Integrity and the Big Hole in Wholeness

Integrity and the Big Hole in Wholeness September 3, 2015

IMG_3912You’ve heard it; you’ve thought it; perhaps you’ve even said it: “She is SO together!” “How does everybody else keep it together?” “I SHOULD get myself together.” “I can’t get it together!” “Why can’t I get myself together?” “I’ve got to get myself together!” “It’s time I get myself together!”

But what’s so together about “together”?

I ask because I for one have NEVER been there. I don’t know what “together” feels like. Why should we scattered people even bother trying?

Having it all together . . . perhaps part of the problem is what we mean by “all.” Don’t we assume that having it all together implies that “all” means “integrity”?

Integrity, it’s one of those big time virtues.

The suspicion that the appearance of being together might not equal integrity is the stuff of song, where “lyin’ eyes” reveal inner roiling chaos. Success, or that “mansion on the hill,” as singer Hank Williams put it, may be a palace of lies:

I know you’re alone with your pride, dear,
in your loveless mansion on the hill.

Integrity. It’s something money and status doesn’t buy and having it all together may not indicate. In Latin, the word meant “intact.” Related words include integer, integral, integrate, and entirety.

Integrity is a virtue. But what does it mean to have that virtue? Hank Williams—or at least the speaker in his song—appears to think that the lover he has found in that mansion on the hill would best abandon the mansion, the money, and the man. Yet, forget the money—mightn’t the more virtuous option for the forlorn woman in the mansion on the hill be to eschew adultery?

That’s the problem with integrity, isn’t it? Wholeness and having it together implies that thoughts and actions square with each other, but the concept offers no hints about what’s good and what’s bad. What if the thoughts are just as bad as the actions and the actions just as bad as the thoughts? Being thoroughly bad might be the height of integrity.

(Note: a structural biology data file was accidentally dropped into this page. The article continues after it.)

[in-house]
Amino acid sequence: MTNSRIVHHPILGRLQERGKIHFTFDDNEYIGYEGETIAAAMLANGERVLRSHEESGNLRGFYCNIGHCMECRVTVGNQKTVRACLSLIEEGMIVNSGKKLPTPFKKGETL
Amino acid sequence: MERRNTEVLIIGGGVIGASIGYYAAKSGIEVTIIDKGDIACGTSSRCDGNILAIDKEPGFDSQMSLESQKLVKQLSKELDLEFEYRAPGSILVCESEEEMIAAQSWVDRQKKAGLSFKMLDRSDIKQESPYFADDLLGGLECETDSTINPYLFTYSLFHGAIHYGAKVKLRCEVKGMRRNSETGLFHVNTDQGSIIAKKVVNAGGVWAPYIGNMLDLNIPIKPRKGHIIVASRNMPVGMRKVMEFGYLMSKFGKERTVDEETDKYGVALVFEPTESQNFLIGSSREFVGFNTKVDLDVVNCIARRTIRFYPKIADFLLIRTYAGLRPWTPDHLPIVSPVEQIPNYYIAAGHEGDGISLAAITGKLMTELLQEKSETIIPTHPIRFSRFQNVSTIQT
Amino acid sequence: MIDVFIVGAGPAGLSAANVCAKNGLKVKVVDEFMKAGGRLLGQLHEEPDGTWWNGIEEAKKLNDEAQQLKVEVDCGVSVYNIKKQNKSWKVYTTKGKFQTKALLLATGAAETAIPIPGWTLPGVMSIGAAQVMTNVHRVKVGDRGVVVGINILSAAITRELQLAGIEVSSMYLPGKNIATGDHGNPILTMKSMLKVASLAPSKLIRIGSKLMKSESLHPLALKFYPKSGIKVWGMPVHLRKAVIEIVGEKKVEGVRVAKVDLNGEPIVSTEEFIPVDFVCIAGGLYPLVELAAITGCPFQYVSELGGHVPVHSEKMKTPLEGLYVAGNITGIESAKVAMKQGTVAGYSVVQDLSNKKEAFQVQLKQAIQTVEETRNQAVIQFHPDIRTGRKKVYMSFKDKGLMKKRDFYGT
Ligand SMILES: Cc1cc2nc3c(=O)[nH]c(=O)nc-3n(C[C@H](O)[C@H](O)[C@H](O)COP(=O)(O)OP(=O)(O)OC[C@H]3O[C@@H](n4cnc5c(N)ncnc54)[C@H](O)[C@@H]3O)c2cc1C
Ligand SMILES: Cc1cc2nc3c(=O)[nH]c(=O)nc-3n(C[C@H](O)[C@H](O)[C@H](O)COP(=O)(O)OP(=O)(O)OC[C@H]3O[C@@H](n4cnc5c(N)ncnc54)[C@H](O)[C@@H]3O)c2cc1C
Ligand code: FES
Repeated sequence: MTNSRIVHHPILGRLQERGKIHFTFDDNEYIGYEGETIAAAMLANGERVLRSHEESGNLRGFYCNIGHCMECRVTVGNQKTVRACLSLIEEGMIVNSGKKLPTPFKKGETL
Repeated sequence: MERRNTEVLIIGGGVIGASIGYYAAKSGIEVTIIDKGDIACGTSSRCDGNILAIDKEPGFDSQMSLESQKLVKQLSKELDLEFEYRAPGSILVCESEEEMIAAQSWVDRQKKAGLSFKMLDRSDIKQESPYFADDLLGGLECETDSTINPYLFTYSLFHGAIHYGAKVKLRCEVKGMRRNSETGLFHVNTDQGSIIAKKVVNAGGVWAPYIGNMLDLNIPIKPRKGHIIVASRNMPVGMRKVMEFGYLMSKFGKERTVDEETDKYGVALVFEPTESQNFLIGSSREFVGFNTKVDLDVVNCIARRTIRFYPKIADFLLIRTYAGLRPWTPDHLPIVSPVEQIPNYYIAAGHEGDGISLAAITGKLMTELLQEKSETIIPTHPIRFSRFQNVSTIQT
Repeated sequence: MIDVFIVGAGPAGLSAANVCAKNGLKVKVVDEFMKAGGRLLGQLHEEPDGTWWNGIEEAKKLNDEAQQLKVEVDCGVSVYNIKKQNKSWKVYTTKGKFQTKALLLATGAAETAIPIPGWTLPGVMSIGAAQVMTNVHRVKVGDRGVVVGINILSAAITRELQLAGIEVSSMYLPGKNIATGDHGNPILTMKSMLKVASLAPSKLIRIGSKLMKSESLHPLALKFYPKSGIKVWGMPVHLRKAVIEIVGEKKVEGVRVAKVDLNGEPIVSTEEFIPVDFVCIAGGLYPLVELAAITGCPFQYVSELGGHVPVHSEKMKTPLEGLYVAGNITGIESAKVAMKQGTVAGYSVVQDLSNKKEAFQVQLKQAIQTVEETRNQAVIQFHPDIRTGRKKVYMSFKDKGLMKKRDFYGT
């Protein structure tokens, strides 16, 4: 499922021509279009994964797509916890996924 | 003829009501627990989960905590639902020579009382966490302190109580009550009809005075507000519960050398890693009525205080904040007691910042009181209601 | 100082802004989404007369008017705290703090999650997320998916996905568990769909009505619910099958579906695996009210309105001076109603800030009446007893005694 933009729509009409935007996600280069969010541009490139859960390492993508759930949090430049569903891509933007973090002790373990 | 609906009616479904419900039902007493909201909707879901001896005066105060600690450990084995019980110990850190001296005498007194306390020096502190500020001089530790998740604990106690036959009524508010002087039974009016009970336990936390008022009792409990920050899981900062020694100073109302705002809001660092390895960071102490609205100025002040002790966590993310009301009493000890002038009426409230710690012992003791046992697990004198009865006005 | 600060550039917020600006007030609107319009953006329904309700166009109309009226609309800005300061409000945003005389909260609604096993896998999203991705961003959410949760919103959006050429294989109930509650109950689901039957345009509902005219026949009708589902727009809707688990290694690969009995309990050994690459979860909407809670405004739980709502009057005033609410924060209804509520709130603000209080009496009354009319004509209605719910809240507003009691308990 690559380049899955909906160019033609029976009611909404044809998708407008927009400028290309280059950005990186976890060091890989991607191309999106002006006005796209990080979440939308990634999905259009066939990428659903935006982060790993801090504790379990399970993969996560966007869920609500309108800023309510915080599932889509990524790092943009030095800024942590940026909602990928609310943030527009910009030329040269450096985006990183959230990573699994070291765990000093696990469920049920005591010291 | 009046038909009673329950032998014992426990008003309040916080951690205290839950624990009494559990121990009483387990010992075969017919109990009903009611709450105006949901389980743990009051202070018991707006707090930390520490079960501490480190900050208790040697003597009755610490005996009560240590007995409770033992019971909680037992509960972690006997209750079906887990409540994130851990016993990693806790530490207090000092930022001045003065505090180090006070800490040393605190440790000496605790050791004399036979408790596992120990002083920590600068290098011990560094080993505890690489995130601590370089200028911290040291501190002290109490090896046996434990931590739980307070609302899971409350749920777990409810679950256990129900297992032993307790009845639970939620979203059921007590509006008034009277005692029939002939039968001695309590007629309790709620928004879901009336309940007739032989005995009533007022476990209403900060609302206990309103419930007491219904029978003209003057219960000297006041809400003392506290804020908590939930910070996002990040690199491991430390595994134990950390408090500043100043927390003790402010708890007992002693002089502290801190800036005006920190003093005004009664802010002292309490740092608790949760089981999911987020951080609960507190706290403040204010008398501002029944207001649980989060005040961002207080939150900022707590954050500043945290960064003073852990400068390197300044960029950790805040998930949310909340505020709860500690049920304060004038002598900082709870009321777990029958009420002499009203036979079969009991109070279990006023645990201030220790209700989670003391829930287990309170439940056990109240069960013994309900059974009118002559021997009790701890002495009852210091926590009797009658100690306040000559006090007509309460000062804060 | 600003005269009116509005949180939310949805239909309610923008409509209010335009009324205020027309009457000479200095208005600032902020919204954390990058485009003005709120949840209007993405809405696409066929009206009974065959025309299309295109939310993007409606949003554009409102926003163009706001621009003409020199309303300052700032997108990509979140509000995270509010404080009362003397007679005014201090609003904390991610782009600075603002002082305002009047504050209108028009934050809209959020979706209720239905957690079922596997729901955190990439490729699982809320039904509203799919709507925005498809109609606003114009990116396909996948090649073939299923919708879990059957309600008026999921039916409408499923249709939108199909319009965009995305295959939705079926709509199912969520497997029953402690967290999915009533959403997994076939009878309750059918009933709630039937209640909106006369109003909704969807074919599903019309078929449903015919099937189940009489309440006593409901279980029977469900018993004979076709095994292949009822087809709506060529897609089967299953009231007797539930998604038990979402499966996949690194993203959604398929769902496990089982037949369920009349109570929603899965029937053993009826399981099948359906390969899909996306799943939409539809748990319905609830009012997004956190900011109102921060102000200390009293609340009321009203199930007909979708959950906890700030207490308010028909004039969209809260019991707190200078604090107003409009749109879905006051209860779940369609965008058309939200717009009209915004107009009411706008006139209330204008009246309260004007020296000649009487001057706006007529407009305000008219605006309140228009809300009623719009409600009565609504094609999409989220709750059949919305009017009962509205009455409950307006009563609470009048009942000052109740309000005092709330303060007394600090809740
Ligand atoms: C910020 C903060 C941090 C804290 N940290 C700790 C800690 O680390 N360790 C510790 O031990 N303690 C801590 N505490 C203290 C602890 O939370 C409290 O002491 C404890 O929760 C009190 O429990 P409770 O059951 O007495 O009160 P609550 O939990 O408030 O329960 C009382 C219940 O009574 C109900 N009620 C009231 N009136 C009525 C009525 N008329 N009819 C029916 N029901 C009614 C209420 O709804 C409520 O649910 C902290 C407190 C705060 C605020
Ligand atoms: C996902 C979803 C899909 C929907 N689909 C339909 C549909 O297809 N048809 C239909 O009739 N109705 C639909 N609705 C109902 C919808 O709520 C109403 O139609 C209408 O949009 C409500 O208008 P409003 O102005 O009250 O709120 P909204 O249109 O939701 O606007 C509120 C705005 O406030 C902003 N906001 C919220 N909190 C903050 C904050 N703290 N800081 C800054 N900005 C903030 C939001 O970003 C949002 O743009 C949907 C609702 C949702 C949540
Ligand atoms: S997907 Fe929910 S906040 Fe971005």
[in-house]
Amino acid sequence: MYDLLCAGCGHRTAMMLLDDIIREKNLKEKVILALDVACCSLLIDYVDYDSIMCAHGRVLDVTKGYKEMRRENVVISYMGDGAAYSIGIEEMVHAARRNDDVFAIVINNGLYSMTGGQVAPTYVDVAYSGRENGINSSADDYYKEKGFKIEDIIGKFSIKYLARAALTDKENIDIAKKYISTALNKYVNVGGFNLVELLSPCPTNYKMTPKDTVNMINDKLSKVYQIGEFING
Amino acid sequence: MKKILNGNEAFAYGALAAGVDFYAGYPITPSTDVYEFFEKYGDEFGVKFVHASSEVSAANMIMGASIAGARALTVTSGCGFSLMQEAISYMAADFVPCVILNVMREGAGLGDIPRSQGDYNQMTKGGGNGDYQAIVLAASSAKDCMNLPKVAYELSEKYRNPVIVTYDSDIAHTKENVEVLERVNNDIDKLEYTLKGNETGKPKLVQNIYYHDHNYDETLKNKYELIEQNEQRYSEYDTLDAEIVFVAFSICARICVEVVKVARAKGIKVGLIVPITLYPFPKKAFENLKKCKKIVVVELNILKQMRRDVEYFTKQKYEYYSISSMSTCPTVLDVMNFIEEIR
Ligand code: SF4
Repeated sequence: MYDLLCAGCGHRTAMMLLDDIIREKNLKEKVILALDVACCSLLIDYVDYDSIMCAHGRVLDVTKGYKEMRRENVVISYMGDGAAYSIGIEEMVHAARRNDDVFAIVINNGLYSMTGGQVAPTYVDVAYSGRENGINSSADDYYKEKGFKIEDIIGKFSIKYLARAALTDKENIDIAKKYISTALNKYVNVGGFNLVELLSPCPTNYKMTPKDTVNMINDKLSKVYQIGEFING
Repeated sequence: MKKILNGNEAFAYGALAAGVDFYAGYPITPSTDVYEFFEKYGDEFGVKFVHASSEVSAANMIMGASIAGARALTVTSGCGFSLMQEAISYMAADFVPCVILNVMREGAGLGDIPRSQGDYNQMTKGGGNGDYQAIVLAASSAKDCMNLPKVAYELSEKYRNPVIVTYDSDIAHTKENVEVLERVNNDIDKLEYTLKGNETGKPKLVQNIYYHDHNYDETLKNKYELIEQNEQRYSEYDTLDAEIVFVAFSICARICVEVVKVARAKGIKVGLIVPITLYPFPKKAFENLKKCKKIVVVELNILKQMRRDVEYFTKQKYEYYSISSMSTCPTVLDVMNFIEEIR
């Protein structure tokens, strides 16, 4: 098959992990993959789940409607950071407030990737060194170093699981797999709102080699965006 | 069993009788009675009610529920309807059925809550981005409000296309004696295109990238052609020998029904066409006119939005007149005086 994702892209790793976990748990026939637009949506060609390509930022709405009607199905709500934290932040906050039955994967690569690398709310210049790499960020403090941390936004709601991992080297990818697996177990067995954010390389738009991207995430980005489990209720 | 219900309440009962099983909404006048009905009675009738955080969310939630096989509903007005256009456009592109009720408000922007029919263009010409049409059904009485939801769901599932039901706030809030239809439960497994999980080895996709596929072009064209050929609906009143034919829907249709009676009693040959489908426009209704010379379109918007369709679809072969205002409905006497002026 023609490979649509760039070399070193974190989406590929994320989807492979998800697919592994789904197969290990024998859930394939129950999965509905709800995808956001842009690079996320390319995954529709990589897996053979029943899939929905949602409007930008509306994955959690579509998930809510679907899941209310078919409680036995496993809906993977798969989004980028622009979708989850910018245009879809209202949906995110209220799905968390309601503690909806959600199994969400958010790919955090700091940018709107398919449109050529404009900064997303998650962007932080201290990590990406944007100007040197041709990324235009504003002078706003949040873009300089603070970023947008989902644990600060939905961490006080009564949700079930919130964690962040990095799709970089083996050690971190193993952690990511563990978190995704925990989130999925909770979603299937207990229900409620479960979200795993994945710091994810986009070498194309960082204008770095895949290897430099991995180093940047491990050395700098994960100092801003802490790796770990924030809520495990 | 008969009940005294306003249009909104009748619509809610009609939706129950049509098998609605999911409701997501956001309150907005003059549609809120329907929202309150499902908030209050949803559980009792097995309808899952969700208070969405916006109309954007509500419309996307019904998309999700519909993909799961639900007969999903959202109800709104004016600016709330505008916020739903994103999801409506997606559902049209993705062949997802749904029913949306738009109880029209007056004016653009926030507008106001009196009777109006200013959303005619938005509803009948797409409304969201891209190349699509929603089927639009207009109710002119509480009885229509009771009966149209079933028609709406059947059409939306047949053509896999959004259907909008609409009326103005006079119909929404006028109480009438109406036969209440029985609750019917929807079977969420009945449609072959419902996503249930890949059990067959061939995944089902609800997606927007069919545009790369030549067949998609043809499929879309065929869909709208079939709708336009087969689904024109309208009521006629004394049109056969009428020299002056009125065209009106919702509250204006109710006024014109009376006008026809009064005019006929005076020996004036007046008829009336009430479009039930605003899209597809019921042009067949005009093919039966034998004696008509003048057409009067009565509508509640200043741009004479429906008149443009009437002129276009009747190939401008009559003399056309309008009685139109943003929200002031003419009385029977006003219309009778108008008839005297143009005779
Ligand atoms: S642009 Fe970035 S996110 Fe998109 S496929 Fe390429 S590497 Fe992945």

Evidence shows us that religions don’t help much with the question of integrity. Righteous crusaders can have integrity yet be murderous bastards. Clearly, integrity alone doesn’t cut it what it comes to being a good person.

Sociologist Emile Durkheim addressed this problem: “Man cannot become attached to higher aims and submit to a rule if he sees nothing above him to which he belongs. To free him from all social pressure is to abandon him to himself and demoralize him.”

Yet Durkheim assumes that a higher attachment, a social attachment, will lead inevitably to virtuous action, again an assertion that does not meet the facts.

It’s all well and good to be whole. Yet the content of the character needs some direction that leads toward increasing human flourishing and decreasing human suffering. Isn’t the problem that religions and philosophies too often stay mired in divisive tribalism and nationalism? The “higher attachment” can’t be to a tribal or nationalist god.

Getting it all together—the social good of that depends upon what “all” and “it” means. The self we find and keep whole . . . that true self . . . depends upon external, social input. It’s the input that needs improving.

We need a higher attachment that leads to an integrity committed to decreasing human suffering and increasing human flourishing. For me, that’s Humanism. Just sayin’.

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